June is National Pet Preparedness Month. We might be tempted to put off thinking about the possibility of disaster striking, but taking the time to plan ahead, and knowing you are prepared, can help set your mind at ease. It might even save a life!
Our pets are family, so be sure to include them as you create (or revisit) your household’s preparedness plan. Here are some tips to get you started:
Emergency Supply Kit
Starting with the basics is the best way to go. In fact, you may have a lot of these precautions in place already. For instance, do you have a dog emergency supply kit? Does everyone in the household know where it is? Is it easily accessible and well stocked with items that are not expired? Bare bones items include first aid supplies, five to seven day‘s worth of food and water, bowls, can opener, poop bags, toys, leashes, a harnesses (such as the TransPaw Happy Harness), carriers and bed (if easily transportable). Keep medications in a waterproof container and make sure that you have enough to last at least a few days. Have your veterinarian’s name and contact info handy and up-to-date. Keep in mind, in some scenarios, you may have limited or no access to your home for anywhere from a few hours to a more extended period of time.
In many instances such as fires, flooding, earthquake or hurricane, you may have to evacuate from your home for an undetermined amount of time. So, think about ‘TransPawtation.’ How will you safely, yet quickly, transfer your pets from your home to your vehicle and travel with them out of harm’s way? Remember, crate training plays a role in pet preparedness. Depending on where you go, some places might require that your pet be in a crate. As I teach my dog training clients, you want train it before you need it!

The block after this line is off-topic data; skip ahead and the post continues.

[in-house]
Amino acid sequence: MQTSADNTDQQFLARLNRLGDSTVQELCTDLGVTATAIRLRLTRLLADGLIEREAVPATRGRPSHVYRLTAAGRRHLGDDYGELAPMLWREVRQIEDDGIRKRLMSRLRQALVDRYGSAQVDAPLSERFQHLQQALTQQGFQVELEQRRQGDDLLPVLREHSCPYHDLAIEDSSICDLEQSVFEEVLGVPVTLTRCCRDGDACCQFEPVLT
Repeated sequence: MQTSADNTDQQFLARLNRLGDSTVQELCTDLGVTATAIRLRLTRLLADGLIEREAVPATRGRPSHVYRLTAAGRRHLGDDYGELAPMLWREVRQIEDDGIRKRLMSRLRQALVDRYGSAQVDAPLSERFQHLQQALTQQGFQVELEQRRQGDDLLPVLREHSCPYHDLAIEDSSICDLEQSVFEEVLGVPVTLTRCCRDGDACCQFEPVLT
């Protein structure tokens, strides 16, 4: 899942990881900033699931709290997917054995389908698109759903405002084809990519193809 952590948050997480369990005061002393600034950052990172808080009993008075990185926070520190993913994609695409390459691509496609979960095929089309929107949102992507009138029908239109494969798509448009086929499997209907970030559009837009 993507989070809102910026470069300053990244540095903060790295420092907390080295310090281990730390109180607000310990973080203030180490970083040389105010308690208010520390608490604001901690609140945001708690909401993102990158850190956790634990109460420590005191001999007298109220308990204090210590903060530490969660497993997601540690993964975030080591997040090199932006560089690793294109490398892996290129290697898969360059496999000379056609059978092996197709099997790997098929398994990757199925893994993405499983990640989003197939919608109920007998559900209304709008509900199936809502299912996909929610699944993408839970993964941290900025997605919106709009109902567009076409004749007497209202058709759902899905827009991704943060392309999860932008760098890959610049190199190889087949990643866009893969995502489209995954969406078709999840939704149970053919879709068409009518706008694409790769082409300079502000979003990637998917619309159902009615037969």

Where Will You Go?
Before disaster strikes, while you have time to do the research, create a list of preferred boarding kennels and facilities in the event of evacuation. Not all shelters for humans accept pets, so be ready. Your veterinarian, trainer, dog walker, pet sitter or local animal shelter can help you research places to bring your canine BFF. There are also websites designed for this task, such as BringFido.com and GoPetFriendly.com. Additionally, consider looking for lodging (including at friends and relatives) outside of your area that will host you and your pet(s) if needed. Most importantly, do not leave your pets behind. If it isn’t safe for you, it definitely isn’t safe for them either.
Update Your Info
Another significant aspect of advanced preparation is making sure your dog has proper identification. Microchips are the gold standard of pet i.d., but are of limited use if not up-to-date. Most veterinary offices and animal shelters have microchip readers, so they can scan your pet’s chip and confirm that it is registered properly and reflects accurate contact information for you. This is especially important if there has been a recent change in pet guardianship or you have a new home address, phone number or email address. Likewise, consider your dog’s collar. Does it contain up-to-date license and i.d. tags? Why stop there? How about having your pet’s name and your current phone number embroidered directly onto the collar itself?
In an emergency situation, pets may become frightened or disoriented and run away, seeking safety. Proper identification, as described above, is vitally important to returning lost pets to their homes. But, ideally it doesn’t come to that. At the first warning of a disaster or emergency, bring them inside. Being near you, especially if you are able to remain relatively calm, will help them feel safe, secure and loved.
Hopefully, you’ll never have to face an emergency or disaster. However, being prepared is the best way to safeguard you and your loved ones, including the furry ones, for whatever may come your way.
Here’s to unleashing adventures (the good kind), harnessing fun and avoiding disasters!